B-7
           ii. Appropriate 401/404 permits to dredge and fill wetlands have been received from the
               Army Corps of Engineers and the Department of Water Quality if development is
               slatted for jurisdictional wetlands.

          iii. There will be no direct storm water discharges to shellfishing waters and no
               inadequately treated storm water discharge to wetlands.

    (3) Implement regular BMP maintenance schedules. All BMPs should be inspected by the
        builder after every rain event to check for proper functioning, erosion, or sediment build
        up. Eroding areas shall be repaired and stabilized immediately. (pg. 40

    (4) Adopt Construction Site Storm Water Pollution Control Ordinance. While the Storm
        Water Pollution Control Ordinance should be based upon North Carolina‟s existing
        Sediment and Erosion Control Act, the ordinance must expand upon the Sediment and
        Erosion Control Act by including the above mentioned BMPs and their corresponding
        design criteria in order to meet all NPDES Phase II requirements. (pg. 41)

    (5) Implement construction site inspection and enforcement program. All sites should be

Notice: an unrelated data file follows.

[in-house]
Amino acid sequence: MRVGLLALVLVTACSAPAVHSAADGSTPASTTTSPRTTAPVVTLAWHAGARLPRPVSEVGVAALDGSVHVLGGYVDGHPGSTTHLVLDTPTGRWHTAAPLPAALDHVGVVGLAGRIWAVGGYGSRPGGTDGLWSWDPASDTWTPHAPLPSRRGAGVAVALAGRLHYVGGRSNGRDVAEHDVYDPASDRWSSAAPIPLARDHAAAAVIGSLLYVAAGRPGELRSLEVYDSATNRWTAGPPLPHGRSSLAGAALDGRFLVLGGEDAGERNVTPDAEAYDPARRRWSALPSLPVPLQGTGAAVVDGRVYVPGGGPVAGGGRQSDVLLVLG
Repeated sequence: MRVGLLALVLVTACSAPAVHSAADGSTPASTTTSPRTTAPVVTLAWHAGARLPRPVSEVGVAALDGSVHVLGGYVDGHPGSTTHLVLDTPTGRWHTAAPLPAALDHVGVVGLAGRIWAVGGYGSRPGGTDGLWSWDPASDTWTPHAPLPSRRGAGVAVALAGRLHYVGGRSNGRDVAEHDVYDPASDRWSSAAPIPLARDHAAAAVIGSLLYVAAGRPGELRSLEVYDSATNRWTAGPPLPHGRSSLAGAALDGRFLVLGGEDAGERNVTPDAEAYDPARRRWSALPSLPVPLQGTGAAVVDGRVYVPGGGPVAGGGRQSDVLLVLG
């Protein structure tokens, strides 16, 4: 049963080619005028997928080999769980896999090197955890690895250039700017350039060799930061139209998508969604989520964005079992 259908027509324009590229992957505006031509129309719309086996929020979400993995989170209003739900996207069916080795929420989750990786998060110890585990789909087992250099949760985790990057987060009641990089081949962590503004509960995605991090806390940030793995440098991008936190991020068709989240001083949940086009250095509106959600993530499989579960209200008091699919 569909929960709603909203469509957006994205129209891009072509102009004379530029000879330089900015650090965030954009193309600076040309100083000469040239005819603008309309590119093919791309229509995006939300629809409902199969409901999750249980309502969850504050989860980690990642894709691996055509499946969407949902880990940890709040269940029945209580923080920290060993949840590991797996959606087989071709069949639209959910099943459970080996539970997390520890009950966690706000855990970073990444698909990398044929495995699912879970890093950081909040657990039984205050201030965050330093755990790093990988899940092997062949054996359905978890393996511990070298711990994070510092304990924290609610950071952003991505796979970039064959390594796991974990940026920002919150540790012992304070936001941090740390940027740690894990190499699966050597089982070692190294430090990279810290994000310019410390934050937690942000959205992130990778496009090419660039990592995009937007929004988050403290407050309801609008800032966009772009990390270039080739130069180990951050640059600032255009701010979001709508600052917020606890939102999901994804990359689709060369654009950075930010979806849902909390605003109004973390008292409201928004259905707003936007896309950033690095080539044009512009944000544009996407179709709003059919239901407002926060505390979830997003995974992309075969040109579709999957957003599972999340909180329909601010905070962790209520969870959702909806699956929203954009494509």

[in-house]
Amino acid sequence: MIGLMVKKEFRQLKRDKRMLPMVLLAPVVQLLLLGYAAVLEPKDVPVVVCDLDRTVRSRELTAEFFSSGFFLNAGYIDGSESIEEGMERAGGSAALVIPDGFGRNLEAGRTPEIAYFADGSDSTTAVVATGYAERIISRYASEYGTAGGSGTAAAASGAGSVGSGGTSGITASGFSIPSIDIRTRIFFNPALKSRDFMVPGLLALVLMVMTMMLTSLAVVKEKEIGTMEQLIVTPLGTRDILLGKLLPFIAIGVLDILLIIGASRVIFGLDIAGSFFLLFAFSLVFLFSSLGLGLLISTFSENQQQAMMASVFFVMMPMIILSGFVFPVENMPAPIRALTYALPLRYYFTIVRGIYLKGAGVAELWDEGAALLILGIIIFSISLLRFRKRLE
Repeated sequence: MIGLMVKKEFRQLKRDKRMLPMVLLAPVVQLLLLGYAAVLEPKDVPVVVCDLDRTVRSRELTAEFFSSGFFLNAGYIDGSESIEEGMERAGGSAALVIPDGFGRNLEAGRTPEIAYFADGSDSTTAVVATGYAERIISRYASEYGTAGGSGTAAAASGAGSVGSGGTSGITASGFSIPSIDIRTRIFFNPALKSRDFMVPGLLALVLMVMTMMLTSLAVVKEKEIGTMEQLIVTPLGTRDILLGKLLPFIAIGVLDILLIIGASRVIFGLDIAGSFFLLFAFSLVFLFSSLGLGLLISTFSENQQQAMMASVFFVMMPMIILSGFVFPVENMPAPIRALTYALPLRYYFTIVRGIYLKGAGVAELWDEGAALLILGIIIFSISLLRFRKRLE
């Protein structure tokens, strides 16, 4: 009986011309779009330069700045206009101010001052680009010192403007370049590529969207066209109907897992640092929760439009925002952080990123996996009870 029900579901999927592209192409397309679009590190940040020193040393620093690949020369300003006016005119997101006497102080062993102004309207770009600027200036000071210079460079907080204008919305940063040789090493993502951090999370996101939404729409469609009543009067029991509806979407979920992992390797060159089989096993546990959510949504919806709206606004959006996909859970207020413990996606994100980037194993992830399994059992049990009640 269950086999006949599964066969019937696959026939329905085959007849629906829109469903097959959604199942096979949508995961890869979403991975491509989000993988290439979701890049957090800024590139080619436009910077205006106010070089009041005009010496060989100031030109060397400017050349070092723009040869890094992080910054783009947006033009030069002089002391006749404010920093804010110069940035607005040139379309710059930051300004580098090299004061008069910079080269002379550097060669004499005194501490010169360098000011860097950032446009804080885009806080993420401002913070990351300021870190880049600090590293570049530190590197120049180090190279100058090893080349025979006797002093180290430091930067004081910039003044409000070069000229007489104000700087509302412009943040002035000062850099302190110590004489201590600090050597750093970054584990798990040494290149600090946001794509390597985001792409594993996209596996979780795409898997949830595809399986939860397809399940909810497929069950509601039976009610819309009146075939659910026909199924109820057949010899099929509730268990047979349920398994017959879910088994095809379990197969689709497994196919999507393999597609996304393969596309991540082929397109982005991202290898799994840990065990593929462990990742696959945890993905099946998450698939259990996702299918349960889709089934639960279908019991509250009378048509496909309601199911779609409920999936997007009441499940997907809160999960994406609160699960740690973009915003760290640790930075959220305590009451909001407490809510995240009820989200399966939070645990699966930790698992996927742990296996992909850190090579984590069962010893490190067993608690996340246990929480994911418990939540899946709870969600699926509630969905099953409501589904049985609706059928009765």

inspected at least once while they are active by a certified inspector that has completed
        the construction site storm water pollution control certification program, if a certification
        program has been established (see below). Construction activity within sensitive areas
        should be evaluated monthly. (pg. 41)

                                                    OPTIONAL
(We recommend implementing as many of the following BMPs as appropriate and feasible to enhance your
construction storm water management program. BMPs should be selected to meet the specific goals of each
subwatershed class. Refer to the flow chart at the beginning of this section in the model permit (pg. 37) for
suggestions of which BMPs would be best for each subwatershed classification.)

    (1) Implement construction site storm water control contractor certification program. A
        regional training and certification program that will educate engineers, contractors, and
        developers about suitable storm water control strategies for preventing storm water runoff
        and pollutant loading from construction activities should be developed. (pg. 42)

    (2) Develop a construction site hotline. A storm water hotline should be
        established for citizens to report storm water discharge and pollution from construction
        sites. The same hotline can be used to report other water quality problems and storm
        water discharge violations (see PartIV(B)(2)(b)(2) in the model permit). (pg. 43)

    (3) Develop construction site storm water control education and outreach program.
        See public education and outreach section for more details (PartIV(B)(1)(b)(7) in the
        model permit). (pg. 43)

5. POST-CONSTRUCTION STORM WATER MANAGEMENT.
 Plan on spending approximately $1.00 per capita to implement the post-construction storm water management
  program.




                                                        B-8